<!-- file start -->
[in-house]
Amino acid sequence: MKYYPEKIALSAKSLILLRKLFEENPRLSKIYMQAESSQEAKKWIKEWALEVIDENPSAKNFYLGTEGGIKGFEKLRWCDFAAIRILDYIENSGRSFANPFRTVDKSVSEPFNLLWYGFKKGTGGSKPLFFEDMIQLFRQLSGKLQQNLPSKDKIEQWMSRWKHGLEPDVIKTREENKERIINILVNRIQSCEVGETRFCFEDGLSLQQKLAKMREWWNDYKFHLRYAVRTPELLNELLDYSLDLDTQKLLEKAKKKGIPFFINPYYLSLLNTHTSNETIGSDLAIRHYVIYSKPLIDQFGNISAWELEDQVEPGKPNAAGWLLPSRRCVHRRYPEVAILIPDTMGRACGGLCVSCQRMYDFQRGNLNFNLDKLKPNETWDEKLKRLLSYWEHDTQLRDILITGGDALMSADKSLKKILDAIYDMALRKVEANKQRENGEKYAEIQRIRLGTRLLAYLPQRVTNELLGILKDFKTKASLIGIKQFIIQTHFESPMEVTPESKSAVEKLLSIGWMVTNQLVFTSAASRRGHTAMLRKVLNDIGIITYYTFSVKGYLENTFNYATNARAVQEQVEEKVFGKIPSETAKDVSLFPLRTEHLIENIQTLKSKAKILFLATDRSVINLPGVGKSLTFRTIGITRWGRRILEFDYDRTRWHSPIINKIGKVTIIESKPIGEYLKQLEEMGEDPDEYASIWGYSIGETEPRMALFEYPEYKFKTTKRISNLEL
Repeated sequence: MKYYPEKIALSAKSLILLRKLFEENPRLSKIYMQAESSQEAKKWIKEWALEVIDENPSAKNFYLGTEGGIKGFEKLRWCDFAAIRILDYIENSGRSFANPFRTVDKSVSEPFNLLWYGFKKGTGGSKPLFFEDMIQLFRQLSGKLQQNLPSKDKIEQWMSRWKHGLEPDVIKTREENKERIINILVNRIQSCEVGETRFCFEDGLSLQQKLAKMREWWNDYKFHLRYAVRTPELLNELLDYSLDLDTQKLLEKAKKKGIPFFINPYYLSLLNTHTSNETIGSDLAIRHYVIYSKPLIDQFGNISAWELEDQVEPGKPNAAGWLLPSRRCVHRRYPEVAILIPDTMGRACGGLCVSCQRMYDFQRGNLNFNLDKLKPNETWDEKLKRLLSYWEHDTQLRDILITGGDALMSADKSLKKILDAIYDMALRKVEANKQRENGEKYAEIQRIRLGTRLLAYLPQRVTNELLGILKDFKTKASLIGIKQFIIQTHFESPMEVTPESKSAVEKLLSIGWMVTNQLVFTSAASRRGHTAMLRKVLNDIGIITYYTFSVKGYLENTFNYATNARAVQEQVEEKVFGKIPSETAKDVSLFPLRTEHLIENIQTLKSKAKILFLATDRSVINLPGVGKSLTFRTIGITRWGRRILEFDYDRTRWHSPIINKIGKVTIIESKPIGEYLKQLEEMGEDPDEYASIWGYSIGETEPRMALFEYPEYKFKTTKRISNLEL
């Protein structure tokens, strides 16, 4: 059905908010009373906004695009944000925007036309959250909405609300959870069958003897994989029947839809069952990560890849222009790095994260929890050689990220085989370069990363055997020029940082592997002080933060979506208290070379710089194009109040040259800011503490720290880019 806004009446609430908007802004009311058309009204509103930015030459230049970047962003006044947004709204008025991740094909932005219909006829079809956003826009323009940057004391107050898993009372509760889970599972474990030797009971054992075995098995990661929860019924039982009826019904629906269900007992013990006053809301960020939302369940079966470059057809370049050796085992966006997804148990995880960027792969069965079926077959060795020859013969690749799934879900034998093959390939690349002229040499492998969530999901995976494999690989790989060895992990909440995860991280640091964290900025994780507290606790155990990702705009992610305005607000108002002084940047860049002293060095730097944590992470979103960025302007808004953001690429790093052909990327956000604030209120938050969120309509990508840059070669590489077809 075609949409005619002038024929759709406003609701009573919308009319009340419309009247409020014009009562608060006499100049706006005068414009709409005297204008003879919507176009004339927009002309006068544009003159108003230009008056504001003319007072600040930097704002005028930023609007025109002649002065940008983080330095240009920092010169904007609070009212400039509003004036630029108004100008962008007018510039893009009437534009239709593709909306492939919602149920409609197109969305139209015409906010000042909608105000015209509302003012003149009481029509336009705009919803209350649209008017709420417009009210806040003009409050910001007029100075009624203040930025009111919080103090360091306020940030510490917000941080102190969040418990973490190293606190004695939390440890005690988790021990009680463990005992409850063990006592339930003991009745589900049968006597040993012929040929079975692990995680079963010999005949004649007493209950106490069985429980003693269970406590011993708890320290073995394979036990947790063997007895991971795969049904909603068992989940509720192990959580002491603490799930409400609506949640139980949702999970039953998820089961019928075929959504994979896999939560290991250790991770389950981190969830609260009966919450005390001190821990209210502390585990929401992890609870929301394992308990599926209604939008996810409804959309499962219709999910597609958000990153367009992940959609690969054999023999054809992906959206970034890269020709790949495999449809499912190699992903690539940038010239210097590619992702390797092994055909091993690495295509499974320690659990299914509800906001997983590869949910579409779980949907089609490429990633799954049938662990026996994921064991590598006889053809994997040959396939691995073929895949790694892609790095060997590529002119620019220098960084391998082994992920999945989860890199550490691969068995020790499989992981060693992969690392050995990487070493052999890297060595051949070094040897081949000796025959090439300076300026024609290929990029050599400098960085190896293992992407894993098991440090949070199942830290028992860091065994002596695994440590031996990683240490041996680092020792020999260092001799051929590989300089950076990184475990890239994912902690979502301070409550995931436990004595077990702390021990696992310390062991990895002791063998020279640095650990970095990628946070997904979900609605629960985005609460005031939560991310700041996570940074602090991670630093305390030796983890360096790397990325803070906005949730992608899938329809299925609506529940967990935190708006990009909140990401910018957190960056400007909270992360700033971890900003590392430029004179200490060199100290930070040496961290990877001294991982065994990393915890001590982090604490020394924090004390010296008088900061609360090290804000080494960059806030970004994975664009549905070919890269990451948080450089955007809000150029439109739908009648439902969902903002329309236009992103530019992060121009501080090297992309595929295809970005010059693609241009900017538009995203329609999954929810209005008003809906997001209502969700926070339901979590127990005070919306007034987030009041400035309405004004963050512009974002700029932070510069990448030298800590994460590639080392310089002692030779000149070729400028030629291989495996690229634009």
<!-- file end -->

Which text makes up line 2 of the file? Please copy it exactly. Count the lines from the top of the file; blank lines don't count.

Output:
Amino acid sequence: MKYYPEKIALSAKSLILLRKLFEENPRLSKIYMQAESSQEAKKWIKEWALEVIDENPSAKNFYLGTEGGIKGFEKLRWCDFAAIRILDYIENSGRSFANPFRTVDKSVSEPFNLLWYGFKKGTGGSKPLFFEDMIQLFRQLSGKLQQNLPSKDKIEQWMSRWKHGLEPDVIKTREENKERIINILVNRIQSCEVGETRFCFEDGLSLQQKLAKMREWWNDYKFHLRYAVRTPELLNELLDYSLDLDTQKLLEKAKKKGIPFFINPYYLSLLNTHTSNETIGSDLAIRHYVIYSKPLIDQFGNISAWELEDQVEPGKPNAAGWLLPSRRCVHRRYPEVAILIPDTMGRACGGLCVSCQRMYDFQRGNLNFNLDKLKPNETWDEKLKRLLSYWEHDTQLRDILITGGDALMSADKSLKKILDAIYDMALRKVEANKQRENGEKYAEIQRIRLGTRLLAYLPQRVTNELLGILKDFKTKASLIGIKQFIIQTHFESPMEVTPESKSAVEKLLSIGWMVTNQLVFTSAASRRGHTAMLRKVLNDIGIITYYTFSVKGYLENTFNYATNARAVQEQVEEKVFGKIPSETAKDVSLFPLRTEHLIENIQTLKSKAKILFLATDRSVINLPGVGKSLTFRTIGITRWGRRILEFDYDRTRWHSPIINKIGKVTIIESKPIGEYLKQLEEMGEDPDEYASIWGYSIGETEPRMALFEYPEYKFKTTKRISNLEL